Definition - What does Occupational Asthma mean?
Occupational asthma is a respiratory condition caused by work-related environments where there is exposure to natural agents and/or toxic chemicals via absorption through the skin coupled with inhalation through the nose and/or mouth. Asthma develops from hypersensitivity to an allergen and/or irritant causing a biochemical reaction in which the immune system recognizes and responds to the antigen(s). The workplace contains a multitude of existing biohazards including dust, chemical vapors, and smoke fumes, often lending to the onset and progression of occupational asthma.
WorkplaceTesting explains Occupational Asthma
Employers with lax guidelines to regulate hazardous materials and their exposure in the workplace can compromise productivity, in turn, leading to high health costs due to workers’ compensation claim benefits. Occupational asthma is a growing concern in different fields of industry whether it is an office setting or a manufacturing facility where potential health risks can vary. For instance, buildings or designated work areas lacking proper ventilation unit systems and/or negligent upkeep can predispose individuals to occupational asthma due to failure to disperse airborne pollutants.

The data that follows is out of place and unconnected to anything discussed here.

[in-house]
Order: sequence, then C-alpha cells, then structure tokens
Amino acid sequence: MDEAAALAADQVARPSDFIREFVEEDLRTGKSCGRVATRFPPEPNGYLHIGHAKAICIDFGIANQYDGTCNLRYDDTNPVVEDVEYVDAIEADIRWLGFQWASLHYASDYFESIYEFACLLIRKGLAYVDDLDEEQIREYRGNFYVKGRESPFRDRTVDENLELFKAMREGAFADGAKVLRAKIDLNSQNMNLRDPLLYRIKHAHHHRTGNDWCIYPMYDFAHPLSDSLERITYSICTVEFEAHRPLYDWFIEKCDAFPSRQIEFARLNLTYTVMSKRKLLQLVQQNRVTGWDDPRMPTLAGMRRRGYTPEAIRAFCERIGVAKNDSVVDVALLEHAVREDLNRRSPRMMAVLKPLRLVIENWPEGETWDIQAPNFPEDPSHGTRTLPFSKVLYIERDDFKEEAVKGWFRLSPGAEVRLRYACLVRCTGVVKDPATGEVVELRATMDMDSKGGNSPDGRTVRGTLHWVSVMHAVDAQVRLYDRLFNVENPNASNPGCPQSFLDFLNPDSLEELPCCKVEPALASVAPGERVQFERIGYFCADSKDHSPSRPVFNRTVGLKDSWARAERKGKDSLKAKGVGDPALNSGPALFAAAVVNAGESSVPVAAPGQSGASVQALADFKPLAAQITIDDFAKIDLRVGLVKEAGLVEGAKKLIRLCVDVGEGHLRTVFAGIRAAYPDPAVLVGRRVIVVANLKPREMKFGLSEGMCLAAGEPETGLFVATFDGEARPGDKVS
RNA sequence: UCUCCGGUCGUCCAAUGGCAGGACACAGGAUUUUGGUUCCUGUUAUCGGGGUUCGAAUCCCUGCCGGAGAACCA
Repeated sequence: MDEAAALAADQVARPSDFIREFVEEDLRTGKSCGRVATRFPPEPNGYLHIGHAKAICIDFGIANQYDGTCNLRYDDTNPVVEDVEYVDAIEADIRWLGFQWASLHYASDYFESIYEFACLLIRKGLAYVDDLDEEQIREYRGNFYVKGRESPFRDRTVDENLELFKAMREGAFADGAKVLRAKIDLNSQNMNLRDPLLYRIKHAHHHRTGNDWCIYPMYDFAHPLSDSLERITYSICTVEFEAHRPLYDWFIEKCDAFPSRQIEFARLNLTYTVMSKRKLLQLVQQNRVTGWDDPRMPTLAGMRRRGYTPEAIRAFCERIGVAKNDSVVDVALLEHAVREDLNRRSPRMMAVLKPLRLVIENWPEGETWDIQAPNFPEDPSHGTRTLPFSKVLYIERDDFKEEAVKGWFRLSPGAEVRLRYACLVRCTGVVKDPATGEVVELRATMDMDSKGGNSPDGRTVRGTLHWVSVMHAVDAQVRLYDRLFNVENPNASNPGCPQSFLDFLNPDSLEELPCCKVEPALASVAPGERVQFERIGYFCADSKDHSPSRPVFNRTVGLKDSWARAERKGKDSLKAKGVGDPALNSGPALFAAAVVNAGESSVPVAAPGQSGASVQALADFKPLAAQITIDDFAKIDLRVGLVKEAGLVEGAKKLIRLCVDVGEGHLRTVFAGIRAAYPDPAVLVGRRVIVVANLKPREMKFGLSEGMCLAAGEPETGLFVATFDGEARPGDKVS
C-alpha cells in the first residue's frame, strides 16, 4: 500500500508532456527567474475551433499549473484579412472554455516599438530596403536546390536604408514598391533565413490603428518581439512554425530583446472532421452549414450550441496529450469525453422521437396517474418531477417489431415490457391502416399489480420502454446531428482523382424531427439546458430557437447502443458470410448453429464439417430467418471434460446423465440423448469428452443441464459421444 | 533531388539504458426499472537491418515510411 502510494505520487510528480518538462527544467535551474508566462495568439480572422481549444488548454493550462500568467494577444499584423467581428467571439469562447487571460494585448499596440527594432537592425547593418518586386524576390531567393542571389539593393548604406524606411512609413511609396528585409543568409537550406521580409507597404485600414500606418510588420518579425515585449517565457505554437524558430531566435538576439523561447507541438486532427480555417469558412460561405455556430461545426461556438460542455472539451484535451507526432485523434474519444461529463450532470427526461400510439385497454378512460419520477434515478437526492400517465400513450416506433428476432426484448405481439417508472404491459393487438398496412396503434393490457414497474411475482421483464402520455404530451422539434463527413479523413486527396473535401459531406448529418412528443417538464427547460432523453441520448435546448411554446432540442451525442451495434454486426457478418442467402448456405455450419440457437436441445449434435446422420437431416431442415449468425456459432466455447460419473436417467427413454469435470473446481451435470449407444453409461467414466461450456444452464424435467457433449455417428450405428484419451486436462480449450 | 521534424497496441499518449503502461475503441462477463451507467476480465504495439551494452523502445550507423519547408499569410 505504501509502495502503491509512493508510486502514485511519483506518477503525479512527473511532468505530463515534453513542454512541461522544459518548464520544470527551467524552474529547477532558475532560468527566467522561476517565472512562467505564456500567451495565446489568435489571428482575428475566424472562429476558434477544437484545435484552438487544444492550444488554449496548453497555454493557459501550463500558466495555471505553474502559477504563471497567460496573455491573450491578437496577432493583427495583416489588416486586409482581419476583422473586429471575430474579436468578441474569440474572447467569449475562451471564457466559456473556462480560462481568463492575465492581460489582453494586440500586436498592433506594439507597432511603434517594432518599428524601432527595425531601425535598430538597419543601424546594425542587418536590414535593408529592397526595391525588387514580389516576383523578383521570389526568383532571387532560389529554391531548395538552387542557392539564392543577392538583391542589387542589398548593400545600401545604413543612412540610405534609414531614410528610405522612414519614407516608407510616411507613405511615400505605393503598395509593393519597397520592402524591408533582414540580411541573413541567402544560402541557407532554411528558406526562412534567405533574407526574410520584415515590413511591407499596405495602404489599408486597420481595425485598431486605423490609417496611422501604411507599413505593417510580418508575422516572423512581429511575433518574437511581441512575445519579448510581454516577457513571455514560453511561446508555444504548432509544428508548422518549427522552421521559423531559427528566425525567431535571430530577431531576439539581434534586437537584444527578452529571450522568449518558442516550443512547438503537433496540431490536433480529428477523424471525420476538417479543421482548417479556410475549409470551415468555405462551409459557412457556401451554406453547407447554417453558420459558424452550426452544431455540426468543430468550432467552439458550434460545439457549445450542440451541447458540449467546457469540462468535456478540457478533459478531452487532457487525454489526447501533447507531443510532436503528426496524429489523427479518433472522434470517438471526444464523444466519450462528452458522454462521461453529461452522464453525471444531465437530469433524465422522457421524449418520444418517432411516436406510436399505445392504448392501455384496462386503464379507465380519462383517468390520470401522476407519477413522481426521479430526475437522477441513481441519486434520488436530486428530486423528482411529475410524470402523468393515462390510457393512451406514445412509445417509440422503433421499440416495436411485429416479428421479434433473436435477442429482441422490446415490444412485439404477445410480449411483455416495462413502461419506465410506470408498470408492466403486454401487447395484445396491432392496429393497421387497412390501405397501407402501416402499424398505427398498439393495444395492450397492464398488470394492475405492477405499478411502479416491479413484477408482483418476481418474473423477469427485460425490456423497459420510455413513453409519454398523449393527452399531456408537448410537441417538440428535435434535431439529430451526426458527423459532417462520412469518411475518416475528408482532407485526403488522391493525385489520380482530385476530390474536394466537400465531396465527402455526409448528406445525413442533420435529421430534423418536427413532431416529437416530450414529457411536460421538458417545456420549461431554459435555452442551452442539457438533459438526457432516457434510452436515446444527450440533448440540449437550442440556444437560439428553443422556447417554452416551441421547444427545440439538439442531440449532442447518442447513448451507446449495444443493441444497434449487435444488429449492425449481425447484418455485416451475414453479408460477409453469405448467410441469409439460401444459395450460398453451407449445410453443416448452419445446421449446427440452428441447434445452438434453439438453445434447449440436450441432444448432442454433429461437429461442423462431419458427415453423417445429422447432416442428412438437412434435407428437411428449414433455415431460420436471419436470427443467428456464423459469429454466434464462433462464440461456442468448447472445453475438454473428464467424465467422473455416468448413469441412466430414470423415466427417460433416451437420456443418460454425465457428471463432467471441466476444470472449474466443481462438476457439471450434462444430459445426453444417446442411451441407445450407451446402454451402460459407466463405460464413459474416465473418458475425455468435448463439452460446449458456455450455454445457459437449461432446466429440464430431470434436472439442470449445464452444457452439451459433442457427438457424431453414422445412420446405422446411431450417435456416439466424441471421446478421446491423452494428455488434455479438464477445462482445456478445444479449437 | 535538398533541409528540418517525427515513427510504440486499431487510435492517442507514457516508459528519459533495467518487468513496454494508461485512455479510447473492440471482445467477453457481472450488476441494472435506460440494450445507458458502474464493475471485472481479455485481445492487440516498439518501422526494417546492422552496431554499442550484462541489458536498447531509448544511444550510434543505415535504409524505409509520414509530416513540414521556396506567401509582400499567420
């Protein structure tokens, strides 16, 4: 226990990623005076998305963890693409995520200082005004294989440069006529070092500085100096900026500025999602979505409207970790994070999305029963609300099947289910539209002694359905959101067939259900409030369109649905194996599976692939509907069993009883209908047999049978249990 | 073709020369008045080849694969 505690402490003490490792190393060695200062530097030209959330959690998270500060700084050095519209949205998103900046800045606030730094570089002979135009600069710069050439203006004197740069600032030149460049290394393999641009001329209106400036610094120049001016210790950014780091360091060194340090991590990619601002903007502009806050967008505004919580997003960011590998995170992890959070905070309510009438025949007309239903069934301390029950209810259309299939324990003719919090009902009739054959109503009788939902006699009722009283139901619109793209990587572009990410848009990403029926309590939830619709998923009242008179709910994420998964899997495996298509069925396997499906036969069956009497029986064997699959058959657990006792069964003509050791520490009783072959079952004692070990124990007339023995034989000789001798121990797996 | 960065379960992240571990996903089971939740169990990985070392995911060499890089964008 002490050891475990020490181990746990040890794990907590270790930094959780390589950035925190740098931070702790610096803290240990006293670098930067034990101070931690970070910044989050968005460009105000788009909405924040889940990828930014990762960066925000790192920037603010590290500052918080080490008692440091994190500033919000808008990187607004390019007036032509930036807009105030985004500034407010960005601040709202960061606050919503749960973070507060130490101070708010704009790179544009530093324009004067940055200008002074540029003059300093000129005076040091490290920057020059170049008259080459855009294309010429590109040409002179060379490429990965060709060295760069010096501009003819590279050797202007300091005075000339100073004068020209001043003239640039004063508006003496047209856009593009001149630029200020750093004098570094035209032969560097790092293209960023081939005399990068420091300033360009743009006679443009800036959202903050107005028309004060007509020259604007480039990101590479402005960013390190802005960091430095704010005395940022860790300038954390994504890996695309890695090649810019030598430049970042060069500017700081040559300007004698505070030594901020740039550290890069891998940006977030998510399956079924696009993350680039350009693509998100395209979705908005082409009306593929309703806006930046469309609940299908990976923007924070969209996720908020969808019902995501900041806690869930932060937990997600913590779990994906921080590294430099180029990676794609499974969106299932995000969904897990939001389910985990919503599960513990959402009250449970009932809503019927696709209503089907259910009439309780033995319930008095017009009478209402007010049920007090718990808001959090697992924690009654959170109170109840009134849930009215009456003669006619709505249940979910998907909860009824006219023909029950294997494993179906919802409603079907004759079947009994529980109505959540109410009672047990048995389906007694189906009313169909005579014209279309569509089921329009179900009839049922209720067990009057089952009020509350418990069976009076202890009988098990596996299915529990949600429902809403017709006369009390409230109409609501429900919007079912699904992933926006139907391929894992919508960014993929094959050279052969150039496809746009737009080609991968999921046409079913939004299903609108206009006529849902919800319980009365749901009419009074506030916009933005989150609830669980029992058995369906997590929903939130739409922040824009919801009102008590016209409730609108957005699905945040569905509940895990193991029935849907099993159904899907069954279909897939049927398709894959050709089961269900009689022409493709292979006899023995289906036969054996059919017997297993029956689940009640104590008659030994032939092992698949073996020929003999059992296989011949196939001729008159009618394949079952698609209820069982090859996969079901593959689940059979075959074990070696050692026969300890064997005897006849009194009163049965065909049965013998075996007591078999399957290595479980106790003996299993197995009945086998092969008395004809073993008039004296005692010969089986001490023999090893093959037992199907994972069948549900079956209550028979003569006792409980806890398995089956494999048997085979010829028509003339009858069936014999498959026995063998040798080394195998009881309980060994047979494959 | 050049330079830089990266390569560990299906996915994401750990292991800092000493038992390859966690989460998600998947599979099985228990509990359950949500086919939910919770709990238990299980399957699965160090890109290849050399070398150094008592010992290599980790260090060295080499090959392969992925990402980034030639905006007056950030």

People with asthma can experience debilitating symptoms including labored breathing, harsh coughing, and tightness in the chest. Management can adopt soluble measures that can help limit or possibly eliminate causative health hazards associated with occupational asthma. Ergonomic control initiatives directly targeting the removal and/or substitution of deficient workplace standards with conducive alternatives to job functions and processes can lower the morbidity rate.
The Occupational Safety and Health Administration (OSHA) provides the groundwork for employers to adopt health and safety policies with the compliance of its employees. Instructional training, routine assessments, and clinical modalities such as spirometry and subdermal applications are useful approaches. This tactic can help mitigate or deter asthmatic fits, incidentally, leading to chronic obstructive pulmonary disease (COPD).